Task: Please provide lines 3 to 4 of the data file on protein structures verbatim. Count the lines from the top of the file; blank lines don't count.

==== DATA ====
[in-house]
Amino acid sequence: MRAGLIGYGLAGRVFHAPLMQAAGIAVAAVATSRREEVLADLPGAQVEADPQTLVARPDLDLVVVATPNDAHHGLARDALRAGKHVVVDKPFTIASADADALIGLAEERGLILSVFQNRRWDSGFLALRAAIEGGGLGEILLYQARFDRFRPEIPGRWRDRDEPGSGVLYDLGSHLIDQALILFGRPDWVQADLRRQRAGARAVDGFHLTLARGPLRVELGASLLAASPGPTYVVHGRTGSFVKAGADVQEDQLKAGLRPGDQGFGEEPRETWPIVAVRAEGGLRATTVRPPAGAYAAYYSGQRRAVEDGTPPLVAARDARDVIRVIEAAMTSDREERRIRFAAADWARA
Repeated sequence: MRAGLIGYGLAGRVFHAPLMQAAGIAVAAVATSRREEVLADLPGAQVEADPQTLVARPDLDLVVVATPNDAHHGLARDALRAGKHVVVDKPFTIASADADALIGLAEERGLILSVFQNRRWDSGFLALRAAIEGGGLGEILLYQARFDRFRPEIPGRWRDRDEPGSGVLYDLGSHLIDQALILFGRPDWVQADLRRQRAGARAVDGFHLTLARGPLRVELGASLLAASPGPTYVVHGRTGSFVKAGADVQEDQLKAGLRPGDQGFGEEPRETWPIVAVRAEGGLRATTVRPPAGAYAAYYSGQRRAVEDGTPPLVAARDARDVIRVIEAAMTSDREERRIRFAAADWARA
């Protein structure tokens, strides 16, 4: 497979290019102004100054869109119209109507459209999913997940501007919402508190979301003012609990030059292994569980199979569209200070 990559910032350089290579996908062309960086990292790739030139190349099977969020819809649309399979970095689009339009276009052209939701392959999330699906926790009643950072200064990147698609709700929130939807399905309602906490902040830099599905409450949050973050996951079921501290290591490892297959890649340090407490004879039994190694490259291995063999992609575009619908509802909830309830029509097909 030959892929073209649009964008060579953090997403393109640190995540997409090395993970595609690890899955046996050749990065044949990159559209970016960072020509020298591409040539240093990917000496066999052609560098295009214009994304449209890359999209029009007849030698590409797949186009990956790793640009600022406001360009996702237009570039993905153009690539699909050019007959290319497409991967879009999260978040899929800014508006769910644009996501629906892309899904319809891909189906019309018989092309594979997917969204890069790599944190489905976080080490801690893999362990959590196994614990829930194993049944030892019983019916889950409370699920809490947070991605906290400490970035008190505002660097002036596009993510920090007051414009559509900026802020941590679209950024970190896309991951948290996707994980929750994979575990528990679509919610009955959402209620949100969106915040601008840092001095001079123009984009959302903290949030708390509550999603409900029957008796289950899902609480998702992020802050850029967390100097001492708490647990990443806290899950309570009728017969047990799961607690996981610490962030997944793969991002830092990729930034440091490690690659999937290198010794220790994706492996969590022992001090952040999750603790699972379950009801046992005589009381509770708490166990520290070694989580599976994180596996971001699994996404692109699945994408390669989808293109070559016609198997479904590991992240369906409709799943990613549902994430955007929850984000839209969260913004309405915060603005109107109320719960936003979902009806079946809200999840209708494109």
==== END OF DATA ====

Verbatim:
Repeated sequence: MRAGLIGYGLAGRVFHAPLMQAAGIAVAAVATSRREEVLADLPGAQVEADPQTLVARPDLDLVVVATPNDAHHGLARDALRAGKHVVVDKPFTIASADADALIGLAEERGLILSVFQNRRWDSGFLALRAAIEGGGLGEILLYQARFDRFRPEIPGRWRDRDEPGSGVLYDLGSHLIDQALILFGRPDWVQADLRRQRAGARAVDGFHLTLARGPLRVELGASLLAASPGPTYVVHGRTGSFVKAGADVQEDQLKAGLRPGDQGFGEEPRETWPIVAVRAEGGLRATTVRPPAGAYAAYYSGQRRAVEDGTPPLVAARDARDVIRVIEAAMTSDREERRIRFAAADWARA
């Protein structure tokens, strides 16, 4: 497979290019102004100054869109119209109507459209999913997940501007919402508190979301003012609990030059292994569980199979569209200070 990559910032350089290579996908062309960086990292790739030139190349099977969020819809649309399979970095689009339009276009052209939701392959999330699906926790009643950072200064990147698609709700929130939807399905309602906490902040830099599905409450949050973050996951079921501290290591490892297959890649340090407490004879039994190694490259291995063999992609575009619908509802909830309830029509097909 030959892929073209649009964008060579953090997403393109640190995540997409090395993970595609690890899955046996050749990065044949990159559209970016960072020509020298591409040539240093990917000496066999052609560098295009214009994304449209890359999209029009007849030698590409797949186009990956790793640009600022406001360009996702237009570039993905153009690539699909050019007959290319497409991967879009999260978040899929800014508006769910644009996501629906892309899904319809891909189906019309018989092309594979997917969204890069790599944190489905976080080490801690893999362990959590196994614990829930194993049944030892019983019916889950409370699920809490947070991605906290400490970035008190505002660097002036596009993510920090007051414009559509900026802020941590679209950024970190896309991951948290996707994980929750994979575990528990679509919610009955959402209620949100969106915040601008840092001095001079123009984009959302903290949030708390509550999603409900029957008796289950899902609480998702992020802050850029967390100097001492708490647990990443806290899950309570009728017969047990799961607690996981610490962030997944793969991002830092990729930034440091490690690659999937290198010794220790994706492996969590022992001090952040999750603790699972379950009801046992005589009381509770708490166990520290070694989580599976994180596996971001699994996404692109699945994408390669989808293109070559016609198997479904590991992240369906409709799943990613549902994430955007929850984000839209969260913004309405915060603005109107109320719960936003979902009806079946809200999840209708494109």